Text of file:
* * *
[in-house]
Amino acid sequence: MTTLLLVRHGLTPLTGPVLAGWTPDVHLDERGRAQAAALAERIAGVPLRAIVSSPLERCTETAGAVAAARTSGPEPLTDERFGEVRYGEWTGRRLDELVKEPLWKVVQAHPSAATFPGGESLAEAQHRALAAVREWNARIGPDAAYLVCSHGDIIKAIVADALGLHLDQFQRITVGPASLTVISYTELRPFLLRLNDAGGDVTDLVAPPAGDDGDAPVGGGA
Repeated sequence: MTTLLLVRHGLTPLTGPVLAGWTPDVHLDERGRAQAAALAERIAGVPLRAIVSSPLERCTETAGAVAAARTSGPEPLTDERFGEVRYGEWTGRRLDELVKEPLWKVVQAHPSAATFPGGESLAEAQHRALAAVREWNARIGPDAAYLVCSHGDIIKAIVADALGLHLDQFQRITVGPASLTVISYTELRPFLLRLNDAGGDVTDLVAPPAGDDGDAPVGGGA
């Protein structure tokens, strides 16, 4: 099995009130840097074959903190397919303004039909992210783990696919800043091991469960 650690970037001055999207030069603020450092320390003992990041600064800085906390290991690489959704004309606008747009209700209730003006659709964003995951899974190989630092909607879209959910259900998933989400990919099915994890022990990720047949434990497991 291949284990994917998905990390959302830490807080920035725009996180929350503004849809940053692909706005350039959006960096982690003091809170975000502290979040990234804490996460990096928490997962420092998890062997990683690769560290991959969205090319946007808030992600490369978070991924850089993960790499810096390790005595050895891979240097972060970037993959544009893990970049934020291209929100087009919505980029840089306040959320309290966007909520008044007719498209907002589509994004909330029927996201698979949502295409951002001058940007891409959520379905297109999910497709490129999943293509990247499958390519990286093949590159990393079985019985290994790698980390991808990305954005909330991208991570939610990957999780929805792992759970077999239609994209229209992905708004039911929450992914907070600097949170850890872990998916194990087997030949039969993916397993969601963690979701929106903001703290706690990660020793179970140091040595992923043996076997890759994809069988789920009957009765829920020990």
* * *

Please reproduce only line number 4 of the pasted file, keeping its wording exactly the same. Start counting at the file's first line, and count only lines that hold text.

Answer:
């Protein structure tokens, strides 16, 4: 099995009130840097074959903190397919303004039909992210783990696919800043091991469960 650690970037001055999207030069603020450092320390003992990041600064800085906390290991690489959704004309606008747009209700209730003006659709964003995951899974190989630092909607879209959910259900998933989400990919099915994890022990990720047949434990497991 291949284990994917998905990390959302830490807080920035725009996180929350503004849809940053692909706005350039959006960096982690003091809170975000502290979040990234804490996460990096928490997962420092998890062997990683690769560290991959969205090319946007808030992600490369978070991924850089993960790499810096390790005595050895891979240097972060970037993959544009893990970049934020291209929100087009919505980029840089306040959320309290966007909520008044007719498209907002589509994004909330029927996201698979949502295409951002001058940007891409959520379905297109999910497709490129999943293509990247499958390519990286093949590159990393079985019985290994790698980390991808990305954005909330991208991570939610990957999780929805792992759970077999239609994209229209992905708004039911929450992914907070600097949170850890872990998916194990087997030949039969993916397993969601963690979701929106903001703290706690990660020793179970140091040595992923043996076997890759994809069988789920009957009765829920020990």